Three people have been charged in brutally harming a pit bull puppy when she was just three months old, according to Newsday.
Lee Hughes, 39, of Westbury, Shawanna Hughes, 37, of Oyster Bay, and Elmont veterinary assistant Reginald Smith, 33, of Westbury, were charged with counts of animal cruelty, practicing veterinary medicine without a license, and conspiracy, after a month-long investigation by the state attorney general and Nassau County Society for the Prevention of Cruelty to Animals, said the report.
The three are believed to be responsible for mutilating Miss Harper, a seven-month-old pit bull that was reportedly turned in with the devastating injuries by an unnamed witness.
Miss Harper was the only animal found in the defendants' possession, officials told Patch. However, Shawanna Hughes reportedly wanted the badly maimed Miss Harper out of the house because she and Lee Hughes had a pending animal abuse case on their record, said Newsday.
When Miss Harper was rescued at about 11 weeks old, her left leg had been partially amputated and both ears were severed, in addition to a number of infected wounds and cuts that will likely lead to permanent scarring, doctors said.
"Her scars are most likely permanent, damage to her back toes is likely permanent, and she could have surgery to repair her ears, but it may not come to that," said Dr. Kim Barlowe of My Pet's Vet in Huntington where Miss Harper is staying. “Our main concern is rehabilitating her and finding her a good home.”When the perfect owner is found for Miss Harper, the Nassau County Police Benevolent Association will do their part to make sure she has the best care for most of her life. They said they will donate up to $5,000 for the pup’s rehabilitation and care, which will greatly “cover and insure Miss Harper has the proper medical care forever,” said Gary Rogers of NCSPCA, reported Newsday.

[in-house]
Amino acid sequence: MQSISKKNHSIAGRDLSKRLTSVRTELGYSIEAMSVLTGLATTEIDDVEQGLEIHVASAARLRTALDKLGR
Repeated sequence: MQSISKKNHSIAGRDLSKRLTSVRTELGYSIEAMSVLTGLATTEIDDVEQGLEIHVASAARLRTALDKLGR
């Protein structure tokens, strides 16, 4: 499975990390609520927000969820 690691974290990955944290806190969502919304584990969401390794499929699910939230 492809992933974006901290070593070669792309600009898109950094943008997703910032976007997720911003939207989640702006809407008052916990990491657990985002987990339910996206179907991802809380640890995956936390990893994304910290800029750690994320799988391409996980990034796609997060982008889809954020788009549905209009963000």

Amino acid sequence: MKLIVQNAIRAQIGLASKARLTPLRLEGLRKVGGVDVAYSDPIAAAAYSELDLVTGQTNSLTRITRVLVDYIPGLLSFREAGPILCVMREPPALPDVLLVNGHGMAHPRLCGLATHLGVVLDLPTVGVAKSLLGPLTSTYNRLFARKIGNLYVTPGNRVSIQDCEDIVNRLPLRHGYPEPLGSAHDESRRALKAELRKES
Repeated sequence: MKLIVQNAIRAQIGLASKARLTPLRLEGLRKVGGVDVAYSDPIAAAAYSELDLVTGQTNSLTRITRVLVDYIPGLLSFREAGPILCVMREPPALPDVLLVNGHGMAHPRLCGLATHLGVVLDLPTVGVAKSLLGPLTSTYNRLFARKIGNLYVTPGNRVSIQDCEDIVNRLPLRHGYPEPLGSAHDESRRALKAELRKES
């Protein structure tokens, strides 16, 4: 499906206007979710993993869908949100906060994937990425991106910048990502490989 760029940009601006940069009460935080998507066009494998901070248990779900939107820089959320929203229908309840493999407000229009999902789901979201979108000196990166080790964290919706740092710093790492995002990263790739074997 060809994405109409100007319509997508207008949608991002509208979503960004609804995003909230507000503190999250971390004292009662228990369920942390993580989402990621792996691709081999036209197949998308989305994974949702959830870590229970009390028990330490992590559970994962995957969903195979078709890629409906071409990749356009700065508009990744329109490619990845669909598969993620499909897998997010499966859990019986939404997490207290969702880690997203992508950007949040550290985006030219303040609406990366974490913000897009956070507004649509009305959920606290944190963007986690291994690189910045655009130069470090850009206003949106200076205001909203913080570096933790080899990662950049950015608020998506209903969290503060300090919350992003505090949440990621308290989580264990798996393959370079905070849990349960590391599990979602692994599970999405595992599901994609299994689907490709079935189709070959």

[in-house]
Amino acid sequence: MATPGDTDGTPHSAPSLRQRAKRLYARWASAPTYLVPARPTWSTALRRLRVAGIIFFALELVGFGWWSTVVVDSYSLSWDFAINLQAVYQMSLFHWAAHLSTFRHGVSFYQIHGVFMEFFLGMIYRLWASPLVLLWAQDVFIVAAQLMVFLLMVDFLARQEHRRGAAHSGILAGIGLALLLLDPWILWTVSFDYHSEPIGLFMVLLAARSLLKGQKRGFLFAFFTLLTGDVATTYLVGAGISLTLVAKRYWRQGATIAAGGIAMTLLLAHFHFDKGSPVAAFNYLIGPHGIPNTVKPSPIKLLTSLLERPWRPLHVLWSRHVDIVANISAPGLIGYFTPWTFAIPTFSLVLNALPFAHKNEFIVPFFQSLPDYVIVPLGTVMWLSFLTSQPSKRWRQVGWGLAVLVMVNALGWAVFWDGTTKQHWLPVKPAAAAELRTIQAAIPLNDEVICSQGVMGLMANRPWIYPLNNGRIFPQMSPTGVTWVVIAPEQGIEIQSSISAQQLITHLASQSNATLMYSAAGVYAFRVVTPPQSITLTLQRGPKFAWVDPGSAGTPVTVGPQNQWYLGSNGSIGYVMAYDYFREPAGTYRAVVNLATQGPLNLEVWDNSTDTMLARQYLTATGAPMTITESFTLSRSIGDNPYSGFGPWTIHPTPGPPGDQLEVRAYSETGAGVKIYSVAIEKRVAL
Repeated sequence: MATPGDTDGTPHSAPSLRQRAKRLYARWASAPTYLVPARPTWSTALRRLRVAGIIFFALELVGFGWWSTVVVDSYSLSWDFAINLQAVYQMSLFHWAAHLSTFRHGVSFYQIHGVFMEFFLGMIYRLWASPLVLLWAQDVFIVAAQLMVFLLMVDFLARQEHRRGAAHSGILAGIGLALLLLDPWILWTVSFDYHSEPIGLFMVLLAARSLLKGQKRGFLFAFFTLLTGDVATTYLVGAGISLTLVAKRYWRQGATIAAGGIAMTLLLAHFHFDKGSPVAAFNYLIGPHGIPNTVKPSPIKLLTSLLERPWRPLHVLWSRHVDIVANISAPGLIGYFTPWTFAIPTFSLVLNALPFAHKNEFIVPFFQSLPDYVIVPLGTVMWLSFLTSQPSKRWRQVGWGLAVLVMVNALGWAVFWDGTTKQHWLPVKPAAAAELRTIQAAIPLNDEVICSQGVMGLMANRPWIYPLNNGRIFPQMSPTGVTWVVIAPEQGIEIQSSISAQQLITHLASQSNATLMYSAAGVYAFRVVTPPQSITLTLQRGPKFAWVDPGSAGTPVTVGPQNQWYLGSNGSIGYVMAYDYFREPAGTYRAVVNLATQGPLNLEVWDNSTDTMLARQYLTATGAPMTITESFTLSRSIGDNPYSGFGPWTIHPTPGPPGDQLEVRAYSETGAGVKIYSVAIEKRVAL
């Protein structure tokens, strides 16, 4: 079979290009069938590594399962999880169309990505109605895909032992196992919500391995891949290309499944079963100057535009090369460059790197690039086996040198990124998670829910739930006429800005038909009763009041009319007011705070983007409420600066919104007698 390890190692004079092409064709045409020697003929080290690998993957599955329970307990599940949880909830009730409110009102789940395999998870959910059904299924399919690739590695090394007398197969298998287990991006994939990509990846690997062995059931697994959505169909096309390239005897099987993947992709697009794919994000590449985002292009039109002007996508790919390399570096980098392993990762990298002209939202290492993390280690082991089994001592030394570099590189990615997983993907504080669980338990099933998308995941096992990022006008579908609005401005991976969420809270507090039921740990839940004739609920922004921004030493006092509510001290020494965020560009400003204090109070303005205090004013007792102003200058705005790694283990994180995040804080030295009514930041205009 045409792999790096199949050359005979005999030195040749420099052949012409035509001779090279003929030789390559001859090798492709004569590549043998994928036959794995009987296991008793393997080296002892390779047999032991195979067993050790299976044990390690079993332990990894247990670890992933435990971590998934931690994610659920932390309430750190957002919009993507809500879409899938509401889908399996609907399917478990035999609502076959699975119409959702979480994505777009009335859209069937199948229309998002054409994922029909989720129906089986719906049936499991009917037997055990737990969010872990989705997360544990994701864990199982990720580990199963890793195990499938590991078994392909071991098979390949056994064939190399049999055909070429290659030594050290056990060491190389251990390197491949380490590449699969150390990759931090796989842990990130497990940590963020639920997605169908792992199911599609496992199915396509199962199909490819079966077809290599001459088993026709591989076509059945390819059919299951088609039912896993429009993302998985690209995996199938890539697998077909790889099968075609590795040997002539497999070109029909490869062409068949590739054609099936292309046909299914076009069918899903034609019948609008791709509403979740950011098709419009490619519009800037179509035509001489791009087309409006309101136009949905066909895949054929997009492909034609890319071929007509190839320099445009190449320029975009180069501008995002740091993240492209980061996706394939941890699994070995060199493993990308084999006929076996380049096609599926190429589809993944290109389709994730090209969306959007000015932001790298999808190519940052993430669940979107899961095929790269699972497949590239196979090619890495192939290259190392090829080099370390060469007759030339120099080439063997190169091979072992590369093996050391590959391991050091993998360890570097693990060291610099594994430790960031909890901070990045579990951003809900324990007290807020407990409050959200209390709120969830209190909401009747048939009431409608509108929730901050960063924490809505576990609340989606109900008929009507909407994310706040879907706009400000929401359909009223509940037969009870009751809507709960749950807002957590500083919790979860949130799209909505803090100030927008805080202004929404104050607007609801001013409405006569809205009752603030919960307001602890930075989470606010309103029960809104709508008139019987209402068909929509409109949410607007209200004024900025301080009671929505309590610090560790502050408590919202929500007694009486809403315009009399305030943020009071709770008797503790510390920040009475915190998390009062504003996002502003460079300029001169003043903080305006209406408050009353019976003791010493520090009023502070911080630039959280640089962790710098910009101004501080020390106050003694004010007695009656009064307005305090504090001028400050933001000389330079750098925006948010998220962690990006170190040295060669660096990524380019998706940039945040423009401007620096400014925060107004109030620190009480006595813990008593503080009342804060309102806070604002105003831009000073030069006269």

No further surgeries are required so far for Miss Harper, but the next step is getting her used to a prosthetic leg. Unfortunately, that may mean amputating her remaining back leg so that she can balance herself and walk properly.
"Luckily, the doctors said she probably won't get much bigger than she already is, which is good for her recovery," said Det. Bob Sowers of NCSPCA. Miss Harper weighs under 40 pounds, doctors said.
"I want a person who knows the breed and they have to be close by so she can get ongoing medical treatment," said Sowers, though the hospital has received calls from pet lovers across the country.
To Report Animal Cruelty call 516-THE-SPCA, email email@example.com or use their online form.